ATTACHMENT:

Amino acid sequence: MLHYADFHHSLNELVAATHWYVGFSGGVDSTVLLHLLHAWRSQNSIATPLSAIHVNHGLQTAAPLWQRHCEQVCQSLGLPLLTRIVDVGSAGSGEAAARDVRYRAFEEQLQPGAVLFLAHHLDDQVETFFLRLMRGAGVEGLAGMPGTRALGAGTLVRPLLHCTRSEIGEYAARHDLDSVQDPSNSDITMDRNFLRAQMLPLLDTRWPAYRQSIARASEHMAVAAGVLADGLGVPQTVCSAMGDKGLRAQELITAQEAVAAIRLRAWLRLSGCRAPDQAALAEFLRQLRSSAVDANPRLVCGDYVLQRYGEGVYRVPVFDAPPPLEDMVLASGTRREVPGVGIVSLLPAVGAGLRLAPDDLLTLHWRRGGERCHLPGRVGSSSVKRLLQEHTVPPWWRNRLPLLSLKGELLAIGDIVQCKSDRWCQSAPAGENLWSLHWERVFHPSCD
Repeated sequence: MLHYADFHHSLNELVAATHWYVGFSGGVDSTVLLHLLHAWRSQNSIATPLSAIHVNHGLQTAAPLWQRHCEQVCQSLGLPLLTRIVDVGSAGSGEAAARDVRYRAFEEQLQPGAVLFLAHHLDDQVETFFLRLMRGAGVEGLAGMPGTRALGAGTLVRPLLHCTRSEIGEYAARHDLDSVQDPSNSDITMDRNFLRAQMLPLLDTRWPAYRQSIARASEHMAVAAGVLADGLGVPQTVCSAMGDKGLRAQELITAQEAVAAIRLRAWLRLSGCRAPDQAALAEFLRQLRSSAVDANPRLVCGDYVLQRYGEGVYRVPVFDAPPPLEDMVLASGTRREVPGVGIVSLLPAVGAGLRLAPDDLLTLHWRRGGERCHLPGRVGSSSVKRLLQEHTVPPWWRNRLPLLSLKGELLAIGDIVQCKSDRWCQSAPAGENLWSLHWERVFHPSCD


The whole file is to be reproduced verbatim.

Amino acid sequence: MLHYADFHHSLNELVAATHWYVGFSGGVDSTVLLHLLHAWRSQNSIATPLSAIHVNHGLQTAAPLWQRHCEQVCQSLGLPLLTRIVDVGSAGSGEAAARDVRYRAFEEQLQPGAVLFLAHHLDDQVETFFLRLMRGAGVEGLAGMPGTRALGAGTLVRPLLHCTRSEIGEYAARHDLDSVQDPSNSDITMDRNFLRAQMLPLLDTRWPAYRQSIARASEHMAVAAGVLADGLGVPQTVCSAMGDKGLRAQELITAQEAVAAIRLRAWLRLSGCRAPDQAALAEFLRQLRSSAVDANPRLVCGDYVLQRYGEGVYRVPVFDAPPPLEDMVLASGTRREVPGVGIVSLLPAVGAGLRLAPDDLLTLHWRRGGERCHLPGRVGSSSVKRLLQEHTVPPWWRNRLPLLSLKGELLAIGDIVQCKSDRWCQSAPAGENLWSLHWERVFHPSCD
Repeated sequence: MLHYADFHHSLNELVAATHWYVGFSGGVDSTVLLHLLHAWRSQNSIATPLSAIHVNHGLQTAAPLWQRHCEQVCQSLGLPLLTRIVDVGSAGSGEAAARDVRYRAFEEQLQPGAVLFLAHHLDDQVETFFLRLMRGAGVEGLAGMPGTRALGAGTLVRPLLHCTRSEIGEYAARHDLDSVQDPSNSDITMDRNFLRAQMLPLLDTRWPAYRQSIARASEHMAVAAGVLADGLGVPQTVCSAMGDKGLRAQELITAQEAVAAIRLRAWLRLSGCRAPDQAALAEFLRQLRSSAVDANPRLVCGDYVLQRYGEGVYRVPVFDAPPPLEDMVLASGTRREVPGVGIVSLLPAVGAGLRLAPDDLLTLHWRRGGERCHLPGRVGSSSVKRLLQEHTVPPWWRNRLPLLSLKGELLAIGDIVQCKSDRWCQSAPAGENLWSLHWERVFHPSCD